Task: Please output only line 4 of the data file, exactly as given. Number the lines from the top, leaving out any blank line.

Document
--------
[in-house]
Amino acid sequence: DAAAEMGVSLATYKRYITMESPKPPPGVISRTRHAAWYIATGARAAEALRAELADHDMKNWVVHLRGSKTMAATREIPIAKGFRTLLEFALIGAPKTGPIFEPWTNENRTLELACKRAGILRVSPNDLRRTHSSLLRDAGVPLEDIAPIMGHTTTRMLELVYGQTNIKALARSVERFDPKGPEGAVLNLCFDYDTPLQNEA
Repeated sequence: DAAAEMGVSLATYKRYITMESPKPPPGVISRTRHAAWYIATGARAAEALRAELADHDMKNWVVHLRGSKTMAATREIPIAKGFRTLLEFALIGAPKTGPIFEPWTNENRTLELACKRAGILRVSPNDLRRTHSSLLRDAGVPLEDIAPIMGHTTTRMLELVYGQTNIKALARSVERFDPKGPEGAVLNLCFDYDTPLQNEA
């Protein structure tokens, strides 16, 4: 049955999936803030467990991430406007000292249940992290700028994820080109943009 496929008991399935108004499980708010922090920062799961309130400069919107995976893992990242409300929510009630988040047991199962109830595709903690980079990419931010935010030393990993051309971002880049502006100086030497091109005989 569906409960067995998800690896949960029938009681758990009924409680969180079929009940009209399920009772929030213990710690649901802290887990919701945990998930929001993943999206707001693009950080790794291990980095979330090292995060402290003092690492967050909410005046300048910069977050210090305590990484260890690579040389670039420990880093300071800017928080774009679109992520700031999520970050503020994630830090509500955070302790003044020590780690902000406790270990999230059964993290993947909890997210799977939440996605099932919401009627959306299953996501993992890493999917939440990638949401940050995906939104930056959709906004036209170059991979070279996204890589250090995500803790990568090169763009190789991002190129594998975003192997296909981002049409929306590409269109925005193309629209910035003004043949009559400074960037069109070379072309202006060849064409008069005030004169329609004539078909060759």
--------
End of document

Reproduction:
């Protein structure tokens, strides 16, 4: 049955999936803030467990991430406007000292249940992290700028994820080109943009 496929008991399935108004499980708010922090920062799961309130400069919107995976893992990242409300929510009630988040047991199962109830595709903690980079990419931010935010030393990993051309971002880049502006100086030497091109005989 569906409960067995998800690896949960029938009681758990009924409680969180079929009940009209399920009772929030213990710690649901802290887990919701945990998930929001993943999206707001693009950080790794291990980095979330090292995060402290003092690492967050909410005046300048910069977050210090305590990484260890690579040389670039420990880093300071800017928080774009679109992520700031999520970050503020994630830090509500955070302790003044020590780690902000406790270990999230059964993290993947909890997210799977939440996605099932919401009627959306299953996501993992890493999917939440990638949401940050995906939104930056959709906004036209170059991979070279996204890589250090995500803790990568090169763009190789991002190129594998975003192997296909981002049409929306590409269109925005193309629209910035003004043949009559400074960037069109070379072309202006060849064409008069005030004169329609004539078909060759």